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  • Writer's pictureJane Leder

Tell The Truth

Yesterday after repeating a final namaste in my yoga class via Zoom, opening my eyes, and adjusting to "reality," my teacher read what she calls a random "note" that, more often than not, hits home. This was no exception:

Tell the truth: Integrity is the key to living an authentic life.

An "authentic life?" I repeated. "Authentic life. I like that."

As soon as I rolled up my yoga mat and stuffed it into the closet, I sat down at my computer and did a quick Google search. I wanted to know how others defined an authentic life, an authentic self. This definition popped up at the top of page one:

Your authentic self goes beyond what you do for a living, what possessions you own, or who you are to someone (mom, brother, girlfriend). It is who you are at your deepest core.

And, I wanted to add, how comfortable you are when you share or act upon your core, your truth.

To be truthful, I haven't always been secure in sharing my truth. I don't know, probably because I was afraid I'd hurt someone's feelings or, worse yet, that they wouldn't like me anymore. Pretty basic stuff. I'm sure a shrink would have a heyday and put me on the couch for years. What happened in your childhood? Did your parents encourage you to express your feelings or did they lead by bad example and sweep all kinds of important stuff under the rug? Were there family secrets that you didn't discover until years, decades later? Well, maybe, maybe. But at this point, who cares? Either we get in touch with our deepest core and are comfortable in telling our truth, or we will have to come back around until we get it right.

I'd prefer not to have to do a repeat performance.

This past summer, I celebrated my seventy-fifth b'day. Celebrate is a bit of a stretch. Four friends sat with my husband and me outside on our bluestone patio and ate a cake that I'd bought from a bakery recommended by a friend. The big bash I'd planned with loads of friends, music, dancing would have to wait: Covid had put the kibosh on my party.

Not so fast. As it turned out, the evening was one of the best, most authentic ones I've spent in some time.

I must have been a bit giddy from the generous fills of margaritas made by a friend whom I fondly call "Juan Agave." I announced that we'd go around in a circle, and each one of us would tell what we thought was our best quality, the trait we'd honed over the years, the one that felt the most authentic.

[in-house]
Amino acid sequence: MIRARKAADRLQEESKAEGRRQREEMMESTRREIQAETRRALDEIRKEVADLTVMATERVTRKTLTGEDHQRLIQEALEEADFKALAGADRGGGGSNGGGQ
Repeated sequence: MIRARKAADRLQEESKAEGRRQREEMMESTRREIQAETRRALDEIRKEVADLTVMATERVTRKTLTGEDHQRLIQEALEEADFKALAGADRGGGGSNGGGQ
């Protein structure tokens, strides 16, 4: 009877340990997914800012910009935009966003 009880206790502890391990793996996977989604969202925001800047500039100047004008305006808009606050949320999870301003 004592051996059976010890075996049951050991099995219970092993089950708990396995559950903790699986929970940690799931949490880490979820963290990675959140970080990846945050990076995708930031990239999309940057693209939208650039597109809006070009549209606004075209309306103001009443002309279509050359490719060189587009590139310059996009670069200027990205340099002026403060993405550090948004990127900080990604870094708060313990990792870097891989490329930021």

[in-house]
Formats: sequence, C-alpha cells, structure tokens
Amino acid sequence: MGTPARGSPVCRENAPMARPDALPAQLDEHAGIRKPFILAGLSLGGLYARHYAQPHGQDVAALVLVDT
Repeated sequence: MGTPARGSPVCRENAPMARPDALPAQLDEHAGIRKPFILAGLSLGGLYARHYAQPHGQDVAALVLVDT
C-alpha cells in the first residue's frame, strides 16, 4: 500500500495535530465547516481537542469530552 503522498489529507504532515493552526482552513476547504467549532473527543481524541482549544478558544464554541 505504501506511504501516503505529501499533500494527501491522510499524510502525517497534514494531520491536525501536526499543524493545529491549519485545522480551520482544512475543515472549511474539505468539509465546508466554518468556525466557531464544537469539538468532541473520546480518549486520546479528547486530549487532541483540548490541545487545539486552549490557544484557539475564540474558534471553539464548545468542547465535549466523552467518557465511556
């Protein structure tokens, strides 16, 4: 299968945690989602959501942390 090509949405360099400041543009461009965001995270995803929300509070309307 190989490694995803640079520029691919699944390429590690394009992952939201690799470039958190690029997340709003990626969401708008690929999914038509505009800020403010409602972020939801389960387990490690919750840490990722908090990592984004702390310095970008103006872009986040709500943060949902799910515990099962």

I launched into how I'm a good listener and how sharing someone else's joys and fears without telling them what to do or how to feel connects to something deep inside. I didn't use the word core, but I could have.

My dear friend who sat to my left was next: Unabashed, she said that everything about her was authentic; there was nothing that wasn't real, nothing that she didn't love about herself. Now, my friend is pretty terrific; clearly, lack of confidence is not an issue.

As we went around the circle, the words loyal, responsible, and entertaining, as in making others feel happy, were tossed into the mix. By then, the margaritas had undermined any attempt at serious conversation; we wanted to have fun, kick up our heels, give thanks for our time together in the midst of a deadly pandemic.

Fast Forward 8 Months and the "note" given to me by my yoga instructor who is wise beyond her not-yet fifty years. (I guess all the meditation and postures and healthy lifestyles do pay off.) You know how badly you feel when, after months of getting along swimmingly with a partner or family member or friend, something goes wrong. It hurts. It smarts. It feels lousy. Your neck is tense. Your stomach roils. You can't believe that you didn't speak up, that you let something slide and fester, that, instead of stepping up to the plate and speaking your truth, you took a ball four and walked. (It's baseball season, after all.)

I'm not one to point fingers, believe me. I have lived this scenario more times than I care to recall. But here's the thing: every time I'm afraid of being my authentic self because of some fear or another but I take a deep breath and as calmly as possible express what I really feel, the result is always, always better. Instead of throwing gas on the fire, I pour water--warm, soothing water that miraculously puts out the flames.

And life is good again.


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